Behavior problems are easily noticed and can be corrected before they become bad habits. Owners are more likely to get help (from literature or professionals) in their correction because of their dog's size and many large dogs become well adjusted and pleasant to be around in general for this reason.

Because lack of exercise contributes to so many behavior issues, a large breed can offer a healthier lifestyle and motivation in owners looking for a jogging partner. Knowing your dog needs his daily walk can help get you off the sofa. Exercise becomes a team effort and is part of properly caring for your dog. And there are consequences for not getting out and getting it done. Your dog will let you know when he should have been walked. He can be a very helpful personal trainer.

The issue of personal safety is a factor when choosing a large breed. These dogs can help their owners feel safe inside and away from their home with their size. An evening run or stroll is suddenly safer with a canine bodyguard, and a Doberman's head peaking through a window at a potential burglar is a definite deterrent.

Large Problems

Most large breeds have additional health problems caused by their size. They also have shorter lives, some as few as only five years. Owners must be prepared to accept this possibility when choosing these breeds.

More health problems mean more expenses, but that's not the only aspect in which cost increases. Everything costs more with a big dog. Food, even the economy brands, becomes a significant monthly expense. Appropriate chews and toys are as much as $20, which you may replace up to three times during a month. Most supplies must be purchased from specialty pet stores instead of a local grocery store.

These dogs require a lot of space. Every room seems suddenly smaller with a large dog even just standing in it. Dog beds, bowls, and other supplies take up a lot more real estate within your home.

If behavior issues are left unchecked, a large dog can be extremely destructive and dangerous depending on the problem. Their size magnifies everything. They require more vigilance and observation of rules. The required amount of attention to follow through, time investment, and exercise can be extremely frustrating to newer owners. Every small problem can seem enormous and can result in a new dog being surrendered or re-homed.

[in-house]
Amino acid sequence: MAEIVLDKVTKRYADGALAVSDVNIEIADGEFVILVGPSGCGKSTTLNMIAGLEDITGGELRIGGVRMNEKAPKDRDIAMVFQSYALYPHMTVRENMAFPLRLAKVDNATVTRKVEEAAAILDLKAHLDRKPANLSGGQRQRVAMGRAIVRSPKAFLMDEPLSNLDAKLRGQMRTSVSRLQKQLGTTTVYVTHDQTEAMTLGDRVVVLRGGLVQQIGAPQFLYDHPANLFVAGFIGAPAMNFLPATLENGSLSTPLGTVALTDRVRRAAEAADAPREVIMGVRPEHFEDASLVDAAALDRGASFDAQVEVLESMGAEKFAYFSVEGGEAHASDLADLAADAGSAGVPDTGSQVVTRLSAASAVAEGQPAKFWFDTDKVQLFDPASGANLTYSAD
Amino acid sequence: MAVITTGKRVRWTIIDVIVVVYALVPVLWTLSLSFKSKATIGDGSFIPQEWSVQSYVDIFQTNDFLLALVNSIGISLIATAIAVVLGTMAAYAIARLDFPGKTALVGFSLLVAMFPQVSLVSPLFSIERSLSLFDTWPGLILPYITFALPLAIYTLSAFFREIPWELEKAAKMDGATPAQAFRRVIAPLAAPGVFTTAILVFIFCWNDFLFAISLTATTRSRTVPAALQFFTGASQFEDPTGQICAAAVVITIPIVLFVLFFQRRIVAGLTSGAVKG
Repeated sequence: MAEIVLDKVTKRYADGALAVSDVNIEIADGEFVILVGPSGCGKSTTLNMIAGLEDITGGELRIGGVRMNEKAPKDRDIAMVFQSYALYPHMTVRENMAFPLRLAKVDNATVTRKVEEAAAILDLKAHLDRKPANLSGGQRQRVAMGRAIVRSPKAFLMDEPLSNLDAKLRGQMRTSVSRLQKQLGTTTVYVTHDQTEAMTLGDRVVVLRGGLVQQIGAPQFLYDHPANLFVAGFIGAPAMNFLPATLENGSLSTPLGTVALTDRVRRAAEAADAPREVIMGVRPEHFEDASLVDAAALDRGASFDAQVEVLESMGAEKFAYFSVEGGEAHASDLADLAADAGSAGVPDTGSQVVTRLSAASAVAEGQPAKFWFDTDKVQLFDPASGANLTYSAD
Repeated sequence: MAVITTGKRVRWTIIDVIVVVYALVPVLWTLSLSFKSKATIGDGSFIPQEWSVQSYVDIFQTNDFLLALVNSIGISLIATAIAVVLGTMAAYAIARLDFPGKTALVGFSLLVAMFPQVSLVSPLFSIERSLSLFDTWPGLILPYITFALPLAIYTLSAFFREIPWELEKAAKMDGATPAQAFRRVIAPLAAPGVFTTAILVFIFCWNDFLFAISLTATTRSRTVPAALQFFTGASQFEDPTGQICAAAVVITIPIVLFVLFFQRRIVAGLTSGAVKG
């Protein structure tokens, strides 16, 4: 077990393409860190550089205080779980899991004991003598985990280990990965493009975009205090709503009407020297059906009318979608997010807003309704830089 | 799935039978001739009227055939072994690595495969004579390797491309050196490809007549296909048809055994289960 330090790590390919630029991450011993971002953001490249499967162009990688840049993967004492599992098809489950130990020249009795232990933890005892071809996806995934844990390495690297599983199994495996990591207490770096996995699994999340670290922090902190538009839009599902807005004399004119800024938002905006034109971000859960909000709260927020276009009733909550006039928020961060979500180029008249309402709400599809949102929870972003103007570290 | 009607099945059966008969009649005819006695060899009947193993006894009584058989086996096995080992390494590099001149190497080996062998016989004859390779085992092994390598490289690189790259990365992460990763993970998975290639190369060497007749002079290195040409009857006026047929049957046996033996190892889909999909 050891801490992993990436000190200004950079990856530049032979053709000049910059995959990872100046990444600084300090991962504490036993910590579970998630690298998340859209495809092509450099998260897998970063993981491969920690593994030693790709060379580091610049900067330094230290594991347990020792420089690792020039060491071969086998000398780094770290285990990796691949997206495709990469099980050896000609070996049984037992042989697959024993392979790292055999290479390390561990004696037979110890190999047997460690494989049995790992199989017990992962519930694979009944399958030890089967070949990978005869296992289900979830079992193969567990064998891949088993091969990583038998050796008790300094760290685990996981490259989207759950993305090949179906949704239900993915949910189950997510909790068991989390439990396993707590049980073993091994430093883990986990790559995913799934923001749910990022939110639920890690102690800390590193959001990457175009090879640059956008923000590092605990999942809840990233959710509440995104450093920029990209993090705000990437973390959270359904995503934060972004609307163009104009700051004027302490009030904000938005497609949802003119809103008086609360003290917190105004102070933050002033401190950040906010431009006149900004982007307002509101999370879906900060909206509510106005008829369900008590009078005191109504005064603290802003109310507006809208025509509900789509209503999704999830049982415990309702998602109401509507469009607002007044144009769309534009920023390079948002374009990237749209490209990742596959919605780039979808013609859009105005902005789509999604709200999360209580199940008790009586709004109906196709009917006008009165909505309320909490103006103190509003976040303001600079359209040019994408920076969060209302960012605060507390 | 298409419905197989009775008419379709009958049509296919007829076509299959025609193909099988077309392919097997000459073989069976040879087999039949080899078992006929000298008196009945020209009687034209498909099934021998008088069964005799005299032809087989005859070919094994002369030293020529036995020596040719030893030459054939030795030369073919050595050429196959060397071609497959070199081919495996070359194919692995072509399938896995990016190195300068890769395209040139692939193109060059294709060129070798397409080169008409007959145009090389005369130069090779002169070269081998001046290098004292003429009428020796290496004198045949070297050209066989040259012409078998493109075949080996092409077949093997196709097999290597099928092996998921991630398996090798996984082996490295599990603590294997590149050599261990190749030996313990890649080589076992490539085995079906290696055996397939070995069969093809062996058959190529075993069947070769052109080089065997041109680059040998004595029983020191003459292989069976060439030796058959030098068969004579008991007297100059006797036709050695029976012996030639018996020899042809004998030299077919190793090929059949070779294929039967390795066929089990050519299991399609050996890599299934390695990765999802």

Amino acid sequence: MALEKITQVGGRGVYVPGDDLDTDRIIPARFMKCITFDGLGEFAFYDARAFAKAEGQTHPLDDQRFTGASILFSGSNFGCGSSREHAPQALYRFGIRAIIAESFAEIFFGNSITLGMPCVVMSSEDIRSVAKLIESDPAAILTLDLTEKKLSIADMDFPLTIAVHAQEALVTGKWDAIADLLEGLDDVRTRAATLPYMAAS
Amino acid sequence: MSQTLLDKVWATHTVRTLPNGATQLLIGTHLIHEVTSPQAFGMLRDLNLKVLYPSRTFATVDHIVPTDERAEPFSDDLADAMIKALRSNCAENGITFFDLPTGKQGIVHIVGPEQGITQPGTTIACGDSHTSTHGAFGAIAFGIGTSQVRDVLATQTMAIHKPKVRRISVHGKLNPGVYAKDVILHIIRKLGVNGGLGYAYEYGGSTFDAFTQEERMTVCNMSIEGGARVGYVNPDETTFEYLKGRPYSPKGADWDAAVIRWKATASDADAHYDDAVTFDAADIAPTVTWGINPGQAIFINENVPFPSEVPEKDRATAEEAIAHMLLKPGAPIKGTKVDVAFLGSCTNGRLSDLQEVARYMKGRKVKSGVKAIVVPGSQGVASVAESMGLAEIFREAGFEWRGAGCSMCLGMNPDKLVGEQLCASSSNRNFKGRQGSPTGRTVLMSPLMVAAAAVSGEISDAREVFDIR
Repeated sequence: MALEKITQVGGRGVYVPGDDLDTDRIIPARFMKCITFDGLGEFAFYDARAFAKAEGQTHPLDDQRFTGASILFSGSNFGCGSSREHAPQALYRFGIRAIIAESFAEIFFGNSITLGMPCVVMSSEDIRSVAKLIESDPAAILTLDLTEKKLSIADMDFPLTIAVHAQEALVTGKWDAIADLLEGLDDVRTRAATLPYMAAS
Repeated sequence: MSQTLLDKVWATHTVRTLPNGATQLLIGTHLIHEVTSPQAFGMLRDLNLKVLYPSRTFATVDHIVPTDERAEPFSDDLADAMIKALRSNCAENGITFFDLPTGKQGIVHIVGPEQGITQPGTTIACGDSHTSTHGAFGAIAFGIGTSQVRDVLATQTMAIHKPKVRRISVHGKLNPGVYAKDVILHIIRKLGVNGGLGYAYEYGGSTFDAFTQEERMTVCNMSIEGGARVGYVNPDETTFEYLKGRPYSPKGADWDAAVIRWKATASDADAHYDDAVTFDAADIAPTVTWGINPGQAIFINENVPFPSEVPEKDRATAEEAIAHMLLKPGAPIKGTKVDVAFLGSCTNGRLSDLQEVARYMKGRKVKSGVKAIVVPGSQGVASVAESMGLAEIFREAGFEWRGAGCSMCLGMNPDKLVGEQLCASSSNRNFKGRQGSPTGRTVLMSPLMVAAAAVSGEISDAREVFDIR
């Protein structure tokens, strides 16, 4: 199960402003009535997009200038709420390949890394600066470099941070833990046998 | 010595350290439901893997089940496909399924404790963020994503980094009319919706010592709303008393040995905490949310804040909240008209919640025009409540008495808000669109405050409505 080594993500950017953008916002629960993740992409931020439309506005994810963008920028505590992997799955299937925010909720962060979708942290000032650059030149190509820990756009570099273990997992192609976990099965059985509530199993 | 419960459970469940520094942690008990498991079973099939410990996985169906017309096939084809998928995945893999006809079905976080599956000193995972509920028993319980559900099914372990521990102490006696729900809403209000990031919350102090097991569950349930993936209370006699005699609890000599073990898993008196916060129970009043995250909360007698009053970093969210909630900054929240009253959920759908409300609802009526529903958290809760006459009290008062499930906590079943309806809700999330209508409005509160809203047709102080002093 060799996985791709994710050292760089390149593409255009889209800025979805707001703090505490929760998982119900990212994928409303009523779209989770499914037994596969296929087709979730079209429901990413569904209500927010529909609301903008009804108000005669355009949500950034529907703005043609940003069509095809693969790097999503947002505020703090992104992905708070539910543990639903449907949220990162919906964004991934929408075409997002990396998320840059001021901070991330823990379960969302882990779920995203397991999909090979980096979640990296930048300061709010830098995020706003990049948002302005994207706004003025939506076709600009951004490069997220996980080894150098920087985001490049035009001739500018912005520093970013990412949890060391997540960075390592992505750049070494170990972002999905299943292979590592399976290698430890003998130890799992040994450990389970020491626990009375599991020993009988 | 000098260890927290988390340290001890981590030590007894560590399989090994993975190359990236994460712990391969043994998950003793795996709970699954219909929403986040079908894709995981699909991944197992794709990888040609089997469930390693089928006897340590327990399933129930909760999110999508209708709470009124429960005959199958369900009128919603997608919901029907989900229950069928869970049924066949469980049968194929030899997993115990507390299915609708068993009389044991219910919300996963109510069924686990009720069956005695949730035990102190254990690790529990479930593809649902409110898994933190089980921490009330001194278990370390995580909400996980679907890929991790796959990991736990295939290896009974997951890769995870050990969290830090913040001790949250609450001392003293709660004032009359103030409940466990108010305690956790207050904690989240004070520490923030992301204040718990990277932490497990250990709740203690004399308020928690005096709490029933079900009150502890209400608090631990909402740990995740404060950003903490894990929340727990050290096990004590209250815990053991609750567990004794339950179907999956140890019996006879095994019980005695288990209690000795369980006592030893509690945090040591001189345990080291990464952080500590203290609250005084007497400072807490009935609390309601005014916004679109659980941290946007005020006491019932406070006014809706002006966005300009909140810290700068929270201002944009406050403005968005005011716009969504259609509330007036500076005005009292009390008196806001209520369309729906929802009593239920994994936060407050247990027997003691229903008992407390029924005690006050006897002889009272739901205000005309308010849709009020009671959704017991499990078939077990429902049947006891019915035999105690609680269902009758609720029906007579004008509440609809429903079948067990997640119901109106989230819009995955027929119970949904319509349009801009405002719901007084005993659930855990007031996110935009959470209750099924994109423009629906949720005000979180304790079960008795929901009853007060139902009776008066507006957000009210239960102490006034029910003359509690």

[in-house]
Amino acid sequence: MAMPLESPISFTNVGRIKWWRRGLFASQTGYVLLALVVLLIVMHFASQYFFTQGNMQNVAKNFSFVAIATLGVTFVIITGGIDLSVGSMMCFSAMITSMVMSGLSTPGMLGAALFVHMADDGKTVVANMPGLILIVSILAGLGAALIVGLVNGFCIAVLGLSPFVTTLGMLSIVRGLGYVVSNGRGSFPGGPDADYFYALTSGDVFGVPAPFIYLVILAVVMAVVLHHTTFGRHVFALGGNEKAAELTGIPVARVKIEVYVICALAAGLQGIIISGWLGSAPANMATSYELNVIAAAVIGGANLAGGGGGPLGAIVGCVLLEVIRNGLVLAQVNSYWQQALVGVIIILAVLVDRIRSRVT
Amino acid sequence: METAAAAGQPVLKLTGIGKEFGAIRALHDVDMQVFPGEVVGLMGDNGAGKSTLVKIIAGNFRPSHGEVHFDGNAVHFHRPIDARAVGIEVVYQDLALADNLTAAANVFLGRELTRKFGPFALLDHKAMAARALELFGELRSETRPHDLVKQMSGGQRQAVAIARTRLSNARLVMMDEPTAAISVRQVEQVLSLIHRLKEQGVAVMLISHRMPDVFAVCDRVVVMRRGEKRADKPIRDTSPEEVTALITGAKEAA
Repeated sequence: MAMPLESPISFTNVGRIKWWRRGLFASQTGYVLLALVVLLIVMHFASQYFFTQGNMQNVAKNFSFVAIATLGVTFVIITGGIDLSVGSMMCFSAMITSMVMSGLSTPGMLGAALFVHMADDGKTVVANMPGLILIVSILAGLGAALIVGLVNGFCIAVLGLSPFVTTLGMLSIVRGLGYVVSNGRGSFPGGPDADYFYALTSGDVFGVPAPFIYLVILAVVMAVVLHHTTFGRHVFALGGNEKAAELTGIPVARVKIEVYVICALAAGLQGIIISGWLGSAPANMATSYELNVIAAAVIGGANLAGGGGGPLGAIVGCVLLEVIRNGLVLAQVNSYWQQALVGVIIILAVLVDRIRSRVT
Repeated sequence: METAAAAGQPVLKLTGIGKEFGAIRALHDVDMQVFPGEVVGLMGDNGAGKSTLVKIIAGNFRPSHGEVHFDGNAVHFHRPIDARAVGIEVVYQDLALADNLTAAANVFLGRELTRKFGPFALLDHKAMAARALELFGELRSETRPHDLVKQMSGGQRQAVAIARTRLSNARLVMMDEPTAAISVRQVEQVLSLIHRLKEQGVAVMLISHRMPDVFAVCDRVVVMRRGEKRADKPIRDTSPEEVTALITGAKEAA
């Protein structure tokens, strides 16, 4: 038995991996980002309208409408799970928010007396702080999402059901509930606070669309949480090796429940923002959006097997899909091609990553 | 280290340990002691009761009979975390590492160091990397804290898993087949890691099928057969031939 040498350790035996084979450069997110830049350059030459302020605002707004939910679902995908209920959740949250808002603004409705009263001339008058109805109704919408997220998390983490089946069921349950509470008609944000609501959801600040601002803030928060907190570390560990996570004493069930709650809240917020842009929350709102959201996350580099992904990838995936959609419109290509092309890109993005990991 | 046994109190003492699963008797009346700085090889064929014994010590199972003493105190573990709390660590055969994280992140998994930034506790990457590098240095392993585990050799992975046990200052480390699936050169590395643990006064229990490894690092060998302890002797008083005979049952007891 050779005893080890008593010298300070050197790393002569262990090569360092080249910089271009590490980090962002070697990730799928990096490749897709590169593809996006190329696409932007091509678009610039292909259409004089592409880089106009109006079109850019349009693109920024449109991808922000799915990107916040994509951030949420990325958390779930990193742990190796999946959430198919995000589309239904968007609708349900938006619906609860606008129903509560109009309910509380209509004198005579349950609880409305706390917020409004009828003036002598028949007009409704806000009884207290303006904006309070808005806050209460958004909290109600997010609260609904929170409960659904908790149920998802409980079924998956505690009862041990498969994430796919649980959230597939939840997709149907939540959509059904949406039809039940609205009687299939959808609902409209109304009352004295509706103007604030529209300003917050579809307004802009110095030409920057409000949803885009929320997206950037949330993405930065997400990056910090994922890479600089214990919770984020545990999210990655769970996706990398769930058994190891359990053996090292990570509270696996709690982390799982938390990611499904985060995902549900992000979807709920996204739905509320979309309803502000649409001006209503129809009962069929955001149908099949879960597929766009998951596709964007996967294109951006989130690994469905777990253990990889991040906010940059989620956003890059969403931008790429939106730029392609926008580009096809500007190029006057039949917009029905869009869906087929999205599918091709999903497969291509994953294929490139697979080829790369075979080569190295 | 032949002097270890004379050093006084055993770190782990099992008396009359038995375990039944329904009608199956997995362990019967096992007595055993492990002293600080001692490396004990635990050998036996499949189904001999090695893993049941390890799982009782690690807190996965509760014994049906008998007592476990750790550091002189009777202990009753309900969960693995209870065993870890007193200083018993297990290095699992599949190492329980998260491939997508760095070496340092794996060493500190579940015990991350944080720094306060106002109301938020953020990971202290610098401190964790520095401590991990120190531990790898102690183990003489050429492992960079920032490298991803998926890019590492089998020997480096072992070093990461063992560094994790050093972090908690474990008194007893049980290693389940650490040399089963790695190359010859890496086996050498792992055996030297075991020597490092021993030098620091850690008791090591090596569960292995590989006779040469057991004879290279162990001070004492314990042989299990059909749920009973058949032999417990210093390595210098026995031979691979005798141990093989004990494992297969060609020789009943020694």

Middle Ground

Of course, medium sized dogs should not be forgotten. They share traits from both extremes, requiring a lot of exercise (often more than large breeds,) training, space, time, and money. Size is not the only area in which they offer compromise.

Research is extremely important when choosing the right breed to fit into your life. Hopefully, some issues that have never occurred to you before are now a consideration. Although, you can't know every possibility before you become a first-time dog owner, you're better prepared to make a responsible decision.

If you've owned a dog, what breed or size did you enjoy (or dislike) and why? It will help those considering their first dog to hear your story.

What size dog do you prefer?

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    • trainerlex profile imageAUTHOR

      Lex 

      6 years ago from Denver, CO

      Oh yes, there are well behaved small dogs out there. I should mention my grandmother has had three Chihuahuas and all have been perfect little buddies for her. She never babied or coddled them, but treated them each like dogs. They were very pleasant. LDS is definitely cultivated by dog owners, though unintentional.

    • katesaidan profile image

      katesaidan 

      6 years ago from Maine

      I have had two American Staffordshire Terriers and a Golden Retriever/Samoyed mix. All three have been medium dogs. Average life spans and average costs.

      Dogs with LDS (little dog syndrome) have it because their owners treat them like children or accessories instead of like dogs. Small dogs still need walks, still need structure and I think that may have been a better direction to go in. Though I have yet to meet one I'm sure there are well adjusted small dogs out there with good owners.

      It's the owner, not the dog.